Reports that use of electronic cigarettes is declining may not have accounted for explosive growth in sales of the JUUL device, a novel product that has benefited from social media marketing campaigns to reach young consumers, according to a study led by researchers at Georgia State University School of Public Health.
Existing surveys and other techniques designed to monitor use of traditional cigarettes and e-cigarettes don’t ask specific questions that might capture the use of JUUL and other newer devices, the researchers said in an article in the journal Tobacco Control.
[Photo: Dr. Jidong Huang]
“Many teens and young adults who vape do not identify as smokers or e-cigarette users,” the researchers said. “Our analysis suggests that tobacco use surveillance systems should incorporate innovative methods (for example, social media and big data) to capture new and emerging tobacco products in a rapidly evolving market.”
Results of the study are published in an article titled “Vaping versus JUULing: how the extraordinary growth and marketing of JUUL transformed the U.S. retail e-cigarette market.” Dr. Jidong Huang, associate professor of health management and policy at Georgia State, is the lead author.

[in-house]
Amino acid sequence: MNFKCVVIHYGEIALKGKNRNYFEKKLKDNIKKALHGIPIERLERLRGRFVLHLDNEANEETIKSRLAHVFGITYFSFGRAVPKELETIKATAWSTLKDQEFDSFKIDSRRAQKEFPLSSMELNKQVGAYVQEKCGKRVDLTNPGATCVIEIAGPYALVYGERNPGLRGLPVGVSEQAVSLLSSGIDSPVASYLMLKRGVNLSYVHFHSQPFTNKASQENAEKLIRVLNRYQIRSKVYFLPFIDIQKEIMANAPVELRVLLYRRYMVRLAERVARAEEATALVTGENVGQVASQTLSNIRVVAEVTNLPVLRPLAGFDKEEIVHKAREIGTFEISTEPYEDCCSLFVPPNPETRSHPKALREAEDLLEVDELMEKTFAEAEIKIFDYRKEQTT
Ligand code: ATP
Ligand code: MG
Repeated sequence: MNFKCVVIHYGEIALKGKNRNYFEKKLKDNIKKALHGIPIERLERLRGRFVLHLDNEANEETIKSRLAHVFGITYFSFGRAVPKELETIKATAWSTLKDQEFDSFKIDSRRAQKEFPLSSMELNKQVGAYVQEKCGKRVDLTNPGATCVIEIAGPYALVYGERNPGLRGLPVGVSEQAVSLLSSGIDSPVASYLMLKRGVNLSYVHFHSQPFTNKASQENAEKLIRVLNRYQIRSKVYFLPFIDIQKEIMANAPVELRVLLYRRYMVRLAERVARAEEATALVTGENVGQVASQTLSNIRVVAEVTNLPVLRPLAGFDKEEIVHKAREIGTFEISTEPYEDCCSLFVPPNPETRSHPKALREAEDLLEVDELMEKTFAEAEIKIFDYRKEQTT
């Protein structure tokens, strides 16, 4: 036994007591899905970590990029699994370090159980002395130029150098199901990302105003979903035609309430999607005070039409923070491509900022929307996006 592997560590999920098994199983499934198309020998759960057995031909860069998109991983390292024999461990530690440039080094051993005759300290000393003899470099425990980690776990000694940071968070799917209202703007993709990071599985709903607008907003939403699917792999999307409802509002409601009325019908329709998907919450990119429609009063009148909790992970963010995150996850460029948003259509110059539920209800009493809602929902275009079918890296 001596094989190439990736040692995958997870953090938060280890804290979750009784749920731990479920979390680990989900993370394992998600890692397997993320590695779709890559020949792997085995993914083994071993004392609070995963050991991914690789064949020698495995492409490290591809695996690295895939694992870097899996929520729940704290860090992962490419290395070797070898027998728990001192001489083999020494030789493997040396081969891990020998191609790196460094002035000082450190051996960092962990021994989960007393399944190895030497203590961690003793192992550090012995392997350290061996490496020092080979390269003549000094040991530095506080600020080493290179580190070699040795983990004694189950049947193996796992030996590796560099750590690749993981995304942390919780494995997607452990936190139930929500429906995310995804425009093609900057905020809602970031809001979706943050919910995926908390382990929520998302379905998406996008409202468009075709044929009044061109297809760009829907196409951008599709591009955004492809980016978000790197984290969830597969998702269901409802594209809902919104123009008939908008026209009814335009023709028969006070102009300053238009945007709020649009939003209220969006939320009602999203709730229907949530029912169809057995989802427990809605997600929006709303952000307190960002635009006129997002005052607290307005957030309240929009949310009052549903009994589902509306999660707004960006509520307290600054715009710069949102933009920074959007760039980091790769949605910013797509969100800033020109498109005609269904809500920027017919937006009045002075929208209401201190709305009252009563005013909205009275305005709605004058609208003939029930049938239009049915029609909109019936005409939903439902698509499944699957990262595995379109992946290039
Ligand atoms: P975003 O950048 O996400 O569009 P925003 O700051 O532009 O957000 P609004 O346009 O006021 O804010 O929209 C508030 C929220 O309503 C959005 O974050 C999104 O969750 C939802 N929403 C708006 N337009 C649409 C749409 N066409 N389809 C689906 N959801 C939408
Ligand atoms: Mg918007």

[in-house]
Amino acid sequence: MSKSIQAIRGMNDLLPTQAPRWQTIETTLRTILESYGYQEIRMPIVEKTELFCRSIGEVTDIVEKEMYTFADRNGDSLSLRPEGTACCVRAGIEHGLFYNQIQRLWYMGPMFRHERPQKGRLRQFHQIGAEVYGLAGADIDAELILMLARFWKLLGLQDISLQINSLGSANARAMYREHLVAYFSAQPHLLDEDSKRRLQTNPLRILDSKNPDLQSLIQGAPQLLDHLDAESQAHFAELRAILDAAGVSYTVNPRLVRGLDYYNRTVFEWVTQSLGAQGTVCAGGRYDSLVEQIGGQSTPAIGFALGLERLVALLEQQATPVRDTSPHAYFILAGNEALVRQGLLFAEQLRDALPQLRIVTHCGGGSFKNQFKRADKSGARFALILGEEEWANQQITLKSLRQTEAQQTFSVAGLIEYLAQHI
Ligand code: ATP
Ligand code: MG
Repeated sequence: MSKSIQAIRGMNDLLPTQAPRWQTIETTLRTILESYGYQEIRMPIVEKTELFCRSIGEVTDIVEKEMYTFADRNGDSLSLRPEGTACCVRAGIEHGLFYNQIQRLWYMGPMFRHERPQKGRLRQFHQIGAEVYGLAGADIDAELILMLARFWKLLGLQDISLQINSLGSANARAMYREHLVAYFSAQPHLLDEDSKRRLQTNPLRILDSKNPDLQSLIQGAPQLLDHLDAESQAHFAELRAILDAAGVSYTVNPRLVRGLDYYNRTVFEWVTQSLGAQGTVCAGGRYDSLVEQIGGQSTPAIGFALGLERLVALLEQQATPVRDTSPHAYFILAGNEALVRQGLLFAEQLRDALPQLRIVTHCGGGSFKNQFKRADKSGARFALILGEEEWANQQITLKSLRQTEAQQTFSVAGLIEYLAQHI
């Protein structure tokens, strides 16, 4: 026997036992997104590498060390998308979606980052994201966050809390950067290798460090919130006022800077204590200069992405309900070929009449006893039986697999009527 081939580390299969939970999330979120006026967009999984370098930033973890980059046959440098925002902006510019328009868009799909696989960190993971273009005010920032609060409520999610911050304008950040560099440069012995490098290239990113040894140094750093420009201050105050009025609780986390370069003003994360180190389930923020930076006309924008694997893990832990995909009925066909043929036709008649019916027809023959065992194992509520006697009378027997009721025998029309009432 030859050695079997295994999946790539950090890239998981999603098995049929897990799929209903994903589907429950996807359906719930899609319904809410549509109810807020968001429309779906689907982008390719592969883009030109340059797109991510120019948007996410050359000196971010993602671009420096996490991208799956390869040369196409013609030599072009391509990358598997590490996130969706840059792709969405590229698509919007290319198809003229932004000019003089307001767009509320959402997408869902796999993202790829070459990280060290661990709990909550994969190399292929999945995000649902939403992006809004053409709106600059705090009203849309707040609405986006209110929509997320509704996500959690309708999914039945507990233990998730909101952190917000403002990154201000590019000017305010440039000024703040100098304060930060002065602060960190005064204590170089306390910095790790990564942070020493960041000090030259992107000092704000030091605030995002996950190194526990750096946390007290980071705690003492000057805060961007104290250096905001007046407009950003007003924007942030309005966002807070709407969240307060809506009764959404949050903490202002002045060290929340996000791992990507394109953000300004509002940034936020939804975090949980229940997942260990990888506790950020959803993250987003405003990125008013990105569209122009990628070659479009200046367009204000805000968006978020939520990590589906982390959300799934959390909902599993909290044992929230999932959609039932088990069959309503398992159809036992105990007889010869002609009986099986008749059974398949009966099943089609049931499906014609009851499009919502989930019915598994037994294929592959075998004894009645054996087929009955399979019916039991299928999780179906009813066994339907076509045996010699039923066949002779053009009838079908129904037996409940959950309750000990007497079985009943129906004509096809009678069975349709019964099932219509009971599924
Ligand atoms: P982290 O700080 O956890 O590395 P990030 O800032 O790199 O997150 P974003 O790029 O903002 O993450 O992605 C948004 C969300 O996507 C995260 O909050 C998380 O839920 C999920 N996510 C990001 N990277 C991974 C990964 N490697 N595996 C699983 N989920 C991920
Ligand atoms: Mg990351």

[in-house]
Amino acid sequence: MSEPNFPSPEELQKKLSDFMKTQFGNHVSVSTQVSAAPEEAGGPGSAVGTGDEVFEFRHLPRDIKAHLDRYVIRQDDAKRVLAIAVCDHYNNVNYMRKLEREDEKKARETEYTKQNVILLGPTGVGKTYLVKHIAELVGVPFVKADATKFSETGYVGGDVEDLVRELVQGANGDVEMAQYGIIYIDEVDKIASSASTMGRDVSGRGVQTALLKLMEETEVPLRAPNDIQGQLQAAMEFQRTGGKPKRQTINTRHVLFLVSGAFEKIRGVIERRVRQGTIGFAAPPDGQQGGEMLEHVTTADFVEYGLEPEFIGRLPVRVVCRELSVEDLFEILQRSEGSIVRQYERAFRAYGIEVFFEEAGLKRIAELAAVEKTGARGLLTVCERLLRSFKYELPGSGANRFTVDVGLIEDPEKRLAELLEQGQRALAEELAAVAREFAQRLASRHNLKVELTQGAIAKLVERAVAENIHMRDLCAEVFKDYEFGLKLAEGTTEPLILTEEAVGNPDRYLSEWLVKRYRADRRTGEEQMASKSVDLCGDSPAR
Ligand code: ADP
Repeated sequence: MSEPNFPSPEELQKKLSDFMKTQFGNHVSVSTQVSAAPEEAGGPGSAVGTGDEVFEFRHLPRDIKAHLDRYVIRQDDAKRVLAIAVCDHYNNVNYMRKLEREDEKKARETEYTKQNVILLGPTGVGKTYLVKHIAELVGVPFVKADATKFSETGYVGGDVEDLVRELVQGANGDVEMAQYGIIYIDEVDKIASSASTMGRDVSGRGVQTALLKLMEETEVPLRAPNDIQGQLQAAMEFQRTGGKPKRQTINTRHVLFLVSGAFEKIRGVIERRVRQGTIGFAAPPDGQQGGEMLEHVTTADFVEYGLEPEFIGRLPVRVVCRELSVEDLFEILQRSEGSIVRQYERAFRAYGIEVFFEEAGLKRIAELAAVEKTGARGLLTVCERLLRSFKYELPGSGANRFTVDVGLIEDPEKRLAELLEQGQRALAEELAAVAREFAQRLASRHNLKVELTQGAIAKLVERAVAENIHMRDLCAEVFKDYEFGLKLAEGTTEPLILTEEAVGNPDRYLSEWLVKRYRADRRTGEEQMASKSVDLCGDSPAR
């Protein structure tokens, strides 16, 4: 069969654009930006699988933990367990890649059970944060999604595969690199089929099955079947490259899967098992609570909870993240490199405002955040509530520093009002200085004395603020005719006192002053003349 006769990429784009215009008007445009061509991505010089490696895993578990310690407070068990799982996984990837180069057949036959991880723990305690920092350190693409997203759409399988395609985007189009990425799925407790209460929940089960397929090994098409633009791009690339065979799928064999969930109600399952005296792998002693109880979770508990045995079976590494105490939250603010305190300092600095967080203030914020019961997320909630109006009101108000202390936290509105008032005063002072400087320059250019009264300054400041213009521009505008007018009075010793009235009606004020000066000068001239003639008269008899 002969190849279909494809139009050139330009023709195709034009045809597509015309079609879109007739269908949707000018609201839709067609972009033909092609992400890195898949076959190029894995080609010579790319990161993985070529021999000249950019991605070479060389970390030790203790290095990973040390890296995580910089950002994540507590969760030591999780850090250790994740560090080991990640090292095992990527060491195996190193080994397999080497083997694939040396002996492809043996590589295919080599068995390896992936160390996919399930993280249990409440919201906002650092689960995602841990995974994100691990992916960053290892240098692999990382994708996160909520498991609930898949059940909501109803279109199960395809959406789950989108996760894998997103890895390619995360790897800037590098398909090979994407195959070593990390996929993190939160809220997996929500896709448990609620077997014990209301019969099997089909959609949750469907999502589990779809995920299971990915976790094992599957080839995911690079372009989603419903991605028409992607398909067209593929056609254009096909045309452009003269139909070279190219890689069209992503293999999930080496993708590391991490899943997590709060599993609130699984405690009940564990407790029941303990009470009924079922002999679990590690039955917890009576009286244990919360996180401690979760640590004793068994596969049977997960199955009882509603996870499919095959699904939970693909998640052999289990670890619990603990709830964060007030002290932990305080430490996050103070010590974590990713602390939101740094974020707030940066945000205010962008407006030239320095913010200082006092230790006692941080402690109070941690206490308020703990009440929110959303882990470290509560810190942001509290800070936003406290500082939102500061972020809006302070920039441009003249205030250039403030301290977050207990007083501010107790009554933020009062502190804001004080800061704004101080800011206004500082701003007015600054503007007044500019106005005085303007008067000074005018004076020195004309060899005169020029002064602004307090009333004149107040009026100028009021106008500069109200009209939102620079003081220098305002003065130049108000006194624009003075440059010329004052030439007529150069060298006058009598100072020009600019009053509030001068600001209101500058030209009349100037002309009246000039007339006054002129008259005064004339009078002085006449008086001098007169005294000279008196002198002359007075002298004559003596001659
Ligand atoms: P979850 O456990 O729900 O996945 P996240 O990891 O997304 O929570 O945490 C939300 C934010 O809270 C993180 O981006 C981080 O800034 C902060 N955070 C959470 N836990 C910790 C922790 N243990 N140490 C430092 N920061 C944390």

The study analyzed sales and marketing data, as well as campaigns on the social media platforms Twitter, Instagram and YouTube.
Though a recent report by the Centers for Disease Control and Prevention suggests e-cigarette use is declining in the United States, the new study found surging sales of JUUL could be masking the true number of people who are using novel nicotine delivery devices. The authors noted that JUUL is now the most popular e-cigarette brand in the U.S., accounting for more than half of the market share.
The researchers also found that the company behind JUUL slashed its spending on traditional ad campaigns in 2016, while ramping up social media efforts that relied on “artsy, professional-grade photographs to display its products and evoke lifestyle feelings such as relaxation, freedom and sex appeal.” JUUL has also benefited from social media campaigns by makers of accessories and other related products, as well as a willingness by many teens and young adults to share images and videos of themselves using the device.
Across the U.S., middle and high schools have struggled to stop the use of JUUL devices by students on campus and worry that young people may be getting addicted to nicotine. Unlike older versions of e-cigarettes, JUUL units are smaller and look like computer flash drives, making them easy to conceal.
The study’s co-authors are Ph.D. student Mr. Zongshuan Duan and Dr. Julian Kwok, both of the Georgia State School of Public Health, and Mr. Steven Binns, Ms. Lisa E. Vera, Dr. Yoonsang Kim, Mr. Glen Szczypka and Dr. Sherry L. Emery, all of the Health Media Collaboratory at NORC at the University of Chicago.